The Washington, DC metro area leads the nation with the highest HIV infection rate. Children and teens are part of that story.
Children’s National's Special Immunology Services HIV/AIDS program has been around since the early 1980s, and treats the majority of HIV positive children and teens in the region. More than 25 years after we diagnosed our first patient, we can point to dramatic progress made in managing and living with HIV.
Our mission is to diagnose HIV in children early and provide optimum care for those infected. Our team includes physicians, nurses, psychologists, social workers, medical case managers, nutritionists, and related providers — experts in the field who care exclusively for children.
Special Immunology is a program of the Division of Infectious Diseases. The Special Immunology care team works in close partnership with specialists from several divisions at Children’s National to provide comprehensive care for HIV/AIDS patients and support for their families.
As well, Children’s National is the lead agency for the District of Columbia’s network of HIV/AIDS healthcare providers. Our partners include the District of Columbia Department of Health, HIV-specific and non-HIV specific youth health programs, area hospitals, and a host of community-based organizations.
We recognize that HIV affects not only the children infected, but also their families. To promote a network of social support for patients and their families, Special Immunology has continued to expand the scope of what we do.
Our multidisciplinary approach to care combines inpatient and outpatient primary and specialty medical care, and social services for affected families. Assigned social workers and outreach staff work closely with families to anticipate and take care of their needs, from counseling to respite care.
Special Immunology strives to provide an atmosphere that respects the values, beliefs, and needs of those we serve while advocating for prevention, education, and comprehensive care. We work very hard to accomplish our goals, and encourage you to contact us with your concerns and questions.
- The Burgess Clinic - This clinic was established in 1989 to promote a supportive environment and meet the unique medical needs of adolescents infected with or affected by HIV/AIDS — a place where we can offer young patients both help and hope.
- HIV Services Mental Health Program- Because emotional and behavioral problems are common among patients with HIV, patients are routinely screened for areas of concern, and our specialists discuss recommendations for additional care with families.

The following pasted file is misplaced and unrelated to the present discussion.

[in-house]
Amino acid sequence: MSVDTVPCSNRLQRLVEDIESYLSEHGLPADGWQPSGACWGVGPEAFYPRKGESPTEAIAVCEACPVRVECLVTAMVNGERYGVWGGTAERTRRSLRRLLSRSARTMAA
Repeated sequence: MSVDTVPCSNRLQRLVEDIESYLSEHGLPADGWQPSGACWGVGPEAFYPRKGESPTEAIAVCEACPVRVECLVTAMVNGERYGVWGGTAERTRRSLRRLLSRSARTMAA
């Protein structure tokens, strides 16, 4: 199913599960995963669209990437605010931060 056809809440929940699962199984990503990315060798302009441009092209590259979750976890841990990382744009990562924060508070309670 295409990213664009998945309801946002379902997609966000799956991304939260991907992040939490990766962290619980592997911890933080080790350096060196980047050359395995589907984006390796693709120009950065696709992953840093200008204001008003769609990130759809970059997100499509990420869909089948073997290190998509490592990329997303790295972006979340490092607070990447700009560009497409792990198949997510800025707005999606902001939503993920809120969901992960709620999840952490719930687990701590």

Adolescent Medicine Trials Network
Children’s National is a member of the National Institutes of Health (NIH) Adolescent Medicine Trials Network for HIV/AIDS Interventions (ATN). ATN supports independent and collaborative research that emphasizes prevention and behavior change interventions targeting at-risk and HIV-infected youth.
Children’s National is one of 14 Adolescent Medicine Trials Units (ATU) in the United States and Puerto Rico. Each ATU:
- Enrolls and monitors participants in ATN-supported studies
- Includes multidisciplinary, clinical staff members with HIV-care experience
- Provides the clinical research site infrastructure to recruit ATN study participants
- Provides guidance and counsels on the acceptability and feasibility of proposed research
- Provides a wide array of adolescent-specific services
ATN-supported research focuses on advancing care for infected children and young adults and promising behavioral interventions, preventive products, such as microbicides, and vaccine therapies to prevent HIV infection among at-risk youth between the ages of 12 and 24.
We carry out research in community and medical settings:
- Primary-prevention studies in the community address behavioral, physical, and/or chemical efforts to interrupt HIV transmission in uninfected populations
- Secondary-prevention studies in medical settings examine behavior and nutrition, along with drug and other therapies, to preserve health in HIV-infected patients
- Tertiary-prevention studies evaluate strategies to restore patients to full or better functioning and prevent HIV transmission to others
On the Air
Local NPR affiliate WAMU-FM produced a series on children and teens with HIV. Hear in the words of patients, caregivers, and community leaders how we are changing the face of HIV.